Return to the land of my youth

It is the beginning of October. In a few days, the winter season will begin. Presently it is quite hot in the day. Here in Panchkula which is very near to Chandigarh, rains have almost vanished. Once upon a time not so long ago, it was an agricultural area irrigated by five streams or Kul as they are called in the local parlance. The name of the place is the combination of two words namely Panch (five) and Kula (streams).

The land was very fertile. The system of the irrigation was an ingenious community exercise. These streams issued from the Ghaggar River which flowed through the place and passed along the edges of the lands of the landowners. The river originates in the Shivalik hills. It dries down in the Rajasthan.

Ghaggar River is mentioned in Vedic literature and it was an important river along with Saraswati River which is now believed to be flowing underground. The days and duration were fixed for each piece of land depending upon the quantity of the water available and area of the land holdings.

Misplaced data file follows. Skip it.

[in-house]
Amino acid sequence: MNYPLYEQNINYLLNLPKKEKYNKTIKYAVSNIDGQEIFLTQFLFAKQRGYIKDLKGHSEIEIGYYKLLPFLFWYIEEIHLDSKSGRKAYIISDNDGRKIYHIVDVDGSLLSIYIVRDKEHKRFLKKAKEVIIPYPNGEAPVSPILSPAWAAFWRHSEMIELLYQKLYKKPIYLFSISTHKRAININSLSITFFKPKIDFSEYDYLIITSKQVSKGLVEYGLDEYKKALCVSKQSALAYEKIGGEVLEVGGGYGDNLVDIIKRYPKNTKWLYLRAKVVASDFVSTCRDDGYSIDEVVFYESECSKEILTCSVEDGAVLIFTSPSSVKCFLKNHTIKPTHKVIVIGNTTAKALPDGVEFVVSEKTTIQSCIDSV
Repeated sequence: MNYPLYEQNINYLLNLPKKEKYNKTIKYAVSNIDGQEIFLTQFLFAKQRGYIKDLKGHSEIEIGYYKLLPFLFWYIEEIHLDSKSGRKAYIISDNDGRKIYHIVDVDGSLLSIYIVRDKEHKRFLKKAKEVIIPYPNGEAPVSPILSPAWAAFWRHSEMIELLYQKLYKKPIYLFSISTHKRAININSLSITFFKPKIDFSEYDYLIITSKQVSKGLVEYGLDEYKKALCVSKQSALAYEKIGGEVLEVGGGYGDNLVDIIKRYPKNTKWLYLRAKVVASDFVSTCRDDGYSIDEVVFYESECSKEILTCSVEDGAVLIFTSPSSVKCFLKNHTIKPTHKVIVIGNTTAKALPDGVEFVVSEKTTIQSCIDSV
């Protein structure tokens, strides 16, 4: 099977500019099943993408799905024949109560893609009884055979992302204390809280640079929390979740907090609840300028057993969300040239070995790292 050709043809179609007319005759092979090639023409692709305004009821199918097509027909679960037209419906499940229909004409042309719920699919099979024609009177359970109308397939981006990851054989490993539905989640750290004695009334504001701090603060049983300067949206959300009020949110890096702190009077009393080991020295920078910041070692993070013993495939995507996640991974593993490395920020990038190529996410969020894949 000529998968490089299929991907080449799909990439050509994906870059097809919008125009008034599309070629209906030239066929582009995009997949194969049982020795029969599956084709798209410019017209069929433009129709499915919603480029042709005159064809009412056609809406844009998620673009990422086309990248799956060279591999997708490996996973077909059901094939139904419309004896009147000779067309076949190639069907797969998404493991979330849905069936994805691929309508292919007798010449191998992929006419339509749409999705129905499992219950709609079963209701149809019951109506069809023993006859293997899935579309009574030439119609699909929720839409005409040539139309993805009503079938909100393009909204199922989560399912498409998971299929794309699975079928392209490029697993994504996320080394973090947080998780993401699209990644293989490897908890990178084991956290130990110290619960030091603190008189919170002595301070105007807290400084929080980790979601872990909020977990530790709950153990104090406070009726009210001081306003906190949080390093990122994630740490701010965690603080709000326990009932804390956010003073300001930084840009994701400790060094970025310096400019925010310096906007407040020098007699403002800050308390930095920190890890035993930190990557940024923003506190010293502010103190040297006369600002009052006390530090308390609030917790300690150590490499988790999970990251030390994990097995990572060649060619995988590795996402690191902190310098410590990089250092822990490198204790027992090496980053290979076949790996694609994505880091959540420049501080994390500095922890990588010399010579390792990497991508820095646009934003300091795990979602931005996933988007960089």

It was a very peaceful and mutually benefiting exercise. It was a win-win situation for everyone. It is an open fact that division of the irrigation water is a very sensitive issue and leads to unending conflicts.

Everyone in India is aware of Tamilnadu and Kerala spat over the distribution of Kaveri waters. It is going on for the years.

The Panchkula is now a big city and a satellite town to Chandigarh. The land is scarce for frenzied building activity. Almost all the agricultural land has been bought by builders at exorbitant cost resulting in very high cost of flats.

Even the Ghaggar River is now bearing the brunt of this expansion. At many places its natural flow has been modified or blocked. Quarrying of sand, pebbles is taking place. The day is not far when the river will be lost. The five streams are already dead.